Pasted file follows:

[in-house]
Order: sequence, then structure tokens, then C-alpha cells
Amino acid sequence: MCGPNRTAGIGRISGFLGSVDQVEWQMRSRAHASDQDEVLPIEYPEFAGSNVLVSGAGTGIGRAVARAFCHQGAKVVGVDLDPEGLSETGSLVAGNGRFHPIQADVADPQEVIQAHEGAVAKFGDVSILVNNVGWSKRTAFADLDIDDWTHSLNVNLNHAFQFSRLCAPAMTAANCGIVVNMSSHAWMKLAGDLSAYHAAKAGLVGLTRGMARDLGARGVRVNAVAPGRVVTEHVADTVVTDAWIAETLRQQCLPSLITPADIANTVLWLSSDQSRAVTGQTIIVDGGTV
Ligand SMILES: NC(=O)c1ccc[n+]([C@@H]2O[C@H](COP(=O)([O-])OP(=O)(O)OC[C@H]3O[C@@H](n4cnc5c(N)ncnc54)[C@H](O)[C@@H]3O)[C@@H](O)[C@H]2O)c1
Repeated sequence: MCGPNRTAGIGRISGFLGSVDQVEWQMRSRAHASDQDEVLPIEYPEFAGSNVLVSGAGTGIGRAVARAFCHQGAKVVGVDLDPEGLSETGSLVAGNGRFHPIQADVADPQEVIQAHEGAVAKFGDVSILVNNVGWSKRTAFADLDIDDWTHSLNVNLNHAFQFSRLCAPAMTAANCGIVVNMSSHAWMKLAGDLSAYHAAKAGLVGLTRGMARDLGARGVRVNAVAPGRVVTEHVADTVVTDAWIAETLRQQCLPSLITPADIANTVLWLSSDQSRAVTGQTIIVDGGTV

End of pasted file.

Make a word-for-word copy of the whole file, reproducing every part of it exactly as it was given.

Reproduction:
[in-house]
Order: sequence, then structure tokens, then C-alpha cells
Amino acid sequence: MCGPNRTAGIGRISGFLGSVDQVEWQMRSRAHASDQDEVLPIEYPEFAGSNVLVSGAGTGIGRAVARAFCHQGAKVVGVDLDPEGLSETGSLVAGNGRFHPIQADVADPQEVIQAHEGAVAKFGDVSILVNNVGWSKRTAFADLDIDDWTHSLNVNLNHAFQFSRLCAPAMTAANCGIVVNMSSHAWMKLAGDLSAYHAAKAGLVGLTRGMARDLGARGVRVNAVAPGRVVTEHVADTVVTDAWIAETLRQQCLPSLITPADIANTVLWLSSDQSRAVTGQTIIVDGGTV
Ligand SMILES: NC(=O)c1ccc[n+]([C@@H]2O[C@H](COP(=O)([O-])OP(=O)(O)OC[C@H]3O[C@@H](n4cnc5c(N)ncnc54)[C@H](O)[C@@H]3O)[C@@H](O)[C@H]2O)c1
Repeated sequence: MCGPNRTAGIGRISGFLGSVDQVEWQMRSRAHASDQDEVLPIEYPEFAGSNVLVSGAGTGIGRAVARAFCHQGAKVVGVDLDPEGLSETGSLVAGNGRFHPIQADVADPQEVIQAHEGAVAKFGDVSILVNNVGWSKRTAFADLDIDDWTHSLNVNLNHAFQFSRLCAPAMTAANCGIVVNMSSHAWMKLAGDLSAYHAAKAGLVGLTRGMARDLGARGVRVNAVAPGRVVTEHVADTVVTDAWIAETLRQQCLPSLITPADIANTVLWLSSDQSRAVTGQTIIVDGGTV